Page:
Both fresh turkey and chicken are excellent options for a low-sodium diet. If you are buying deli meat, ensure it has less than 400 mg of sodium per serving. 


Turkey and chicken are both suitable for a low-FODMAP diet since they don’t have any carbs. For those with irritable bowel syndrome, consuming chicken or turkey is a great way to reach your protein intake. 

However, be careful if they are cooked with garlic or onions since these are high in FODMAPs and can cause digestive problems. 

Winner: Tie

Turkey and chicken are both low in FODMAPs, which are great protein sources to add when you have IBS. 

Turkey vs. Chicken: Which Is Better For Weight Loss?

While turkey has fewer calories per 100 g than chicken (-4 kcal), the tiny difference won’t make or break your goals. You can include both when trying to lose weight.

High-protein foods, like turkey and chicken, can increase your fullness levels. This allows you to feel fuller for longer, preventing you from snacking throughout the day. In the end, this leads to a reduction in your caloric intake. 

Additionally, high-protein foods can slightly increase your metabolism, which means you burn more calories. 

The Winner: Tie

Chicken and turkey are both lean protein sources that can help keep you full when you’re trying to lose weight.

Turkey vs. Chicken: Which Is Better For Muscle Gain?

Turkey and chicken are both good sources of protein to include when you want to build muscle.

However, you need to be in a caloric surplus when you want to gain muscle. This means consuming more calories than your body needs to maintain its weight.

Chicken and turkey are both relatively low in calories, which can make it difficult to reach your daily calorie goals. Include other high-calorie foods like avocado, nuts, and seeds to help you reach your caloric intake.  

Winner: Tie

The high protein content of both chicken and turkey can support your muscle-building goals.

However, if you have trouble eating enough calories to be in a caloric surplus, combine them with other high-calorie foods.

Practical Recommendations: Eating Turkey vs. Chicken

Practical recommendations: Eating Turkey vs. Chicken

Mix Them Up

Eating different foods can provide you with different types of nutrients. Your body needs to consume different nutrients to prevent any nutritional deficiency.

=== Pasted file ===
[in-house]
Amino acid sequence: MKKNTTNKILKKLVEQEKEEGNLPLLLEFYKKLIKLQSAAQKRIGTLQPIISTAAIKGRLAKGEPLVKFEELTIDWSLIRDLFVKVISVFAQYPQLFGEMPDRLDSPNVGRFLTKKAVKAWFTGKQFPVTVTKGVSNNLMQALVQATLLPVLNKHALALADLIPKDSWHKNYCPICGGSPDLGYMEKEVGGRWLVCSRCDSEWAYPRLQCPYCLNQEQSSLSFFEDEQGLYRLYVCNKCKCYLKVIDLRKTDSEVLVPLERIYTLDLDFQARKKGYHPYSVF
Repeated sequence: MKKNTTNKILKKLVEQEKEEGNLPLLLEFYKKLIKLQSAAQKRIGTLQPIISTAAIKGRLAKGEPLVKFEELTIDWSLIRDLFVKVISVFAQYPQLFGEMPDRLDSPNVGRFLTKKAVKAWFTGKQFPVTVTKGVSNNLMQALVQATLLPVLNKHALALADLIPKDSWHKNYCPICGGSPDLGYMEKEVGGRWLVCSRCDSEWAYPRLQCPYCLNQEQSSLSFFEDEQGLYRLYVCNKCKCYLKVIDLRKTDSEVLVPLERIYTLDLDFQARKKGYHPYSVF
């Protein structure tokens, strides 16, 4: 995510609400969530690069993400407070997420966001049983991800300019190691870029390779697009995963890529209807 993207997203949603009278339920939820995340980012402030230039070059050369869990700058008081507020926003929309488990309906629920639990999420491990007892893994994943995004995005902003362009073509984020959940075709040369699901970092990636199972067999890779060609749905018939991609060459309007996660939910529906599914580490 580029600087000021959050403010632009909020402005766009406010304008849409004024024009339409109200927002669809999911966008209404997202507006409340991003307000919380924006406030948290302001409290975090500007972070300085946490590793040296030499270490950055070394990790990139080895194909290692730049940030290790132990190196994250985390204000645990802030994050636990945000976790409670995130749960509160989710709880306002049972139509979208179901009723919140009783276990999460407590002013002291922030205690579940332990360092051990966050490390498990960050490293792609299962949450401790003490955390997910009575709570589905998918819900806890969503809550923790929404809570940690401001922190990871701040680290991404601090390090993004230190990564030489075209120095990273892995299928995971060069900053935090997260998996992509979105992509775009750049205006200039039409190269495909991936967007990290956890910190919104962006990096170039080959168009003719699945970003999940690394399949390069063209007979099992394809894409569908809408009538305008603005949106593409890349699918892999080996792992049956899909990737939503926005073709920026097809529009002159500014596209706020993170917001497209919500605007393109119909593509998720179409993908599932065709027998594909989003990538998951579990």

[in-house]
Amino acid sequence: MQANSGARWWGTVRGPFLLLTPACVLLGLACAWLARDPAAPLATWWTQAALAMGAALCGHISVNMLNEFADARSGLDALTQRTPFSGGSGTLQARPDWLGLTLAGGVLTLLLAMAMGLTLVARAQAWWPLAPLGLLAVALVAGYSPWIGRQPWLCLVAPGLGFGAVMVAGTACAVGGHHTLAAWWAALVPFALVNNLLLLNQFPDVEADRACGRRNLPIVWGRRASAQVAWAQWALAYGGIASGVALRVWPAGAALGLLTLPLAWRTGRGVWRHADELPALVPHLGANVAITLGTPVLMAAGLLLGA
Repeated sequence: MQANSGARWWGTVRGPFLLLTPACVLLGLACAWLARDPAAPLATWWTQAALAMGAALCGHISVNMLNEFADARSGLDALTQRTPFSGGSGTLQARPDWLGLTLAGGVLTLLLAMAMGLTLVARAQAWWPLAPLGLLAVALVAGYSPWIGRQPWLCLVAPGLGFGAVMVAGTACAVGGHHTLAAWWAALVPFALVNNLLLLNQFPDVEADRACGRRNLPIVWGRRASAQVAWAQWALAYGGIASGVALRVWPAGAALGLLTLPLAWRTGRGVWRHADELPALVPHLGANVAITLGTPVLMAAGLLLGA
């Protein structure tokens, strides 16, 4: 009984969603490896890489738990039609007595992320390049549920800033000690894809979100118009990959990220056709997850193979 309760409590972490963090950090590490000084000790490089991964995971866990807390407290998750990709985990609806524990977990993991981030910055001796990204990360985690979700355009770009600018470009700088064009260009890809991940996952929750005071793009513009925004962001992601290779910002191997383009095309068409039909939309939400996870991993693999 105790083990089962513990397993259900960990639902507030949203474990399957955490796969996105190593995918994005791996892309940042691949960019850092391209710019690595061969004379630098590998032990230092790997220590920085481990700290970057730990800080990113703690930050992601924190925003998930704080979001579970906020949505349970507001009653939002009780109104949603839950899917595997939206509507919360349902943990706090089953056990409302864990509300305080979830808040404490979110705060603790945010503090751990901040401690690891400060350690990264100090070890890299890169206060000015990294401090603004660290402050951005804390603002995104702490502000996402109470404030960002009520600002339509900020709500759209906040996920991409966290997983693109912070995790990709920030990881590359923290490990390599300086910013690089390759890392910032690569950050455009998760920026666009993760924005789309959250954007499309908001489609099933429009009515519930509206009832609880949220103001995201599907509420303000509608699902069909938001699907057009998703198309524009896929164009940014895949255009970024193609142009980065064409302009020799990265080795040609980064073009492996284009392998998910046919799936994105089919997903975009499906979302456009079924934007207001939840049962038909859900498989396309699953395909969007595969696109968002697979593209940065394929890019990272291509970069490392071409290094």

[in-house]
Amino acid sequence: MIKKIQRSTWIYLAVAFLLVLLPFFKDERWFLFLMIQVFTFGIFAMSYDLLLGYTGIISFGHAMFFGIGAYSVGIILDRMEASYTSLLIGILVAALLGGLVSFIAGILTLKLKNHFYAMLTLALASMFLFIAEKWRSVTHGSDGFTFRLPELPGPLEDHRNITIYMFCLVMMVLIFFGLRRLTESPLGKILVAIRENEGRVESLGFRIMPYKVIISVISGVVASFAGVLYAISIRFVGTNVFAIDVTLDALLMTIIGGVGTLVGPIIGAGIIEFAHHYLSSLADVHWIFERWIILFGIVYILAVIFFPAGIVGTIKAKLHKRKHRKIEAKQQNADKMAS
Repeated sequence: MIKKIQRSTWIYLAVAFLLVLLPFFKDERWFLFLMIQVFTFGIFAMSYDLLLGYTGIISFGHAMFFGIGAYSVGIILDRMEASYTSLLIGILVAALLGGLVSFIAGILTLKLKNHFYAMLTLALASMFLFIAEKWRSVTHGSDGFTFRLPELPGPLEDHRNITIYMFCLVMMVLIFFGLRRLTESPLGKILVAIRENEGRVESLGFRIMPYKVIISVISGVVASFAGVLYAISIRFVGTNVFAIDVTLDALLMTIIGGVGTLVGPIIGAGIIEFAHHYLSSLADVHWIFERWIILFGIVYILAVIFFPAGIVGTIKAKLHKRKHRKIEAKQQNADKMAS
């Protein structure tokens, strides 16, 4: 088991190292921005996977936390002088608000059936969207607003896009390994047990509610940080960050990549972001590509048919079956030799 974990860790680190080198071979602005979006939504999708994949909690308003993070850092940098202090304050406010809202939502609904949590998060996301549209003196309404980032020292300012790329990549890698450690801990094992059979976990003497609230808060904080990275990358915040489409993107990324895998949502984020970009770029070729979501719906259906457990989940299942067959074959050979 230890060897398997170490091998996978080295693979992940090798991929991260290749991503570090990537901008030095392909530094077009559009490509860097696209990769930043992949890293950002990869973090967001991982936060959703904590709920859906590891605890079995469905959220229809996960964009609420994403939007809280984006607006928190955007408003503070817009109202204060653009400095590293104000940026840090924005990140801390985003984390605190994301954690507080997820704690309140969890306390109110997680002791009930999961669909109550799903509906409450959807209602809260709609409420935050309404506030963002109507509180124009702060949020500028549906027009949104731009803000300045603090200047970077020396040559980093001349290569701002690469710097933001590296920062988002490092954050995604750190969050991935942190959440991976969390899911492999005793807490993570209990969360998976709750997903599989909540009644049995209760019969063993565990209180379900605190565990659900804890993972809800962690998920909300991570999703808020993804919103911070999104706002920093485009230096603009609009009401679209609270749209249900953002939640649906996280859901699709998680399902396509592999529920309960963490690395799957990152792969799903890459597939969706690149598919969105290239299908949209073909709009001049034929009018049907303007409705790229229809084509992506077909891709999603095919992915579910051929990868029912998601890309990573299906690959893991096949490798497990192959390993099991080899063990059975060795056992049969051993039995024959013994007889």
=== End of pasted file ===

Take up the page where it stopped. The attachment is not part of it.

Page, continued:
As seen in the article, while they might seem the same, turkey and chicken have different properties, which is why mixing them up is always good. 

This means that instead of consuming only chicken, try mixing it up with other protein options like turkey, salmon, cod, halibut, mahi mahi, red meat, or any other protein you choose. 

Choose the One You Like

Eating should be a pleasant experience. So, if you are forcing yourself to have chicken or turkey because it’s good for you, it is not a healthy habit. 

You shouldn’t eat foods you don’t enjoy even if they may be good for you. Make sure to always choose those foods that appeal the most to you. 

Track Your Food

Turkey and chicken are similar in terms of calories and macronutrients. But it is still important to track your food if you want to know how much you’re eating.

Measuring and tracking your food can help you stay on track with your eating choices to ensure you are getting enough calories and hitting your macros. 

Cook Them in Different Ways

Finally, chicken and turkey can be very bland protein options, especially the breasts. Make sure you try new recipes to add flavor to your meals. 

Here are some recipes to help you get started: 

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About The Author

Brenda Peralta

Brenda Peralta is a Registered Dietitian and certified sports nutritionist.  In addition to being an author for FeastGood.com, she fact checks the hundreds of articles published across the website to ensure accuracy and consistency of information.